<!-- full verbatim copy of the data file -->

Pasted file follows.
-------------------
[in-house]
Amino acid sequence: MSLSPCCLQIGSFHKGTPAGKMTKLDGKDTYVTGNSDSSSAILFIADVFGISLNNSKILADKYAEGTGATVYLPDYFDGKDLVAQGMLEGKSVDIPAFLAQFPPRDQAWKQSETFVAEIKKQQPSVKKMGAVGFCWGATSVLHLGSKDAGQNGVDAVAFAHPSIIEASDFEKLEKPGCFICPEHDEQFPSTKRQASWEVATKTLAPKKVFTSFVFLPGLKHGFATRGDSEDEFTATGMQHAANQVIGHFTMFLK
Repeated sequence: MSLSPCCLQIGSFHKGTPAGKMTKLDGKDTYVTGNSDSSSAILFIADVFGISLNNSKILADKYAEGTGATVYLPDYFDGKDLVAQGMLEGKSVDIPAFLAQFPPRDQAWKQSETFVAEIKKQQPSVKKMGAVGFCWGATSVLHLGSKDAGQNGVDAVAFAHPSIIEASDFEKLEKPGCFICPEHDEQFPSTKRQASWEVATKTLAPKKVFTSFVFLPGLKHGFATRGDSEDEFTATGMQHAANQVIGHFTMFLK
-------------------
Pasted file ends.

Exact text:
[in-house]
Amino acid sequence: MSLSPCCLQIGSFHKGTPAGKMTKLDGKDTYVTGNSDSSSAILFIADVFGISLNNSKILADKYAEGTGATVYLPDYFDGKDLVAQGMLEGKSVDIPAFLAQFPPRDQAWKQSETFVAEIKKQQPSVKKMGAVGFCWGATSVLHLGSKDAGQNGVDAVAFAHPSIIEASDFEKLEKPGCFICPEHDEQFPSTKRQASWEVATKTLAPKKVFTSFVFLPGLKHGFATRGDSEDEFTATGMQHAANQVIGHFTMFLK
Repeated sequence: MSLSPCCLQIGSFHKGTPAGKMTKLDGKDTYVTGNSDSSSAILFIADVFGISLNNSKILADKYAEGTGATVYLPDYFDGKDLVAQGMLEGKSVDIPAFLAQFPPRDQAWKQSETFVAEIKKQQPSVKKMGAVGFCWGATSVLHLGSKDAGQNGVDAVAFAHPSIIEASDFEKLEKPGCFICPEHDEQFPSTKRQASWEVATKTLAPKKVFTSFVFLPGLKHGFATRGDSEDEFTATGMQHAANQVIGHFTMFLK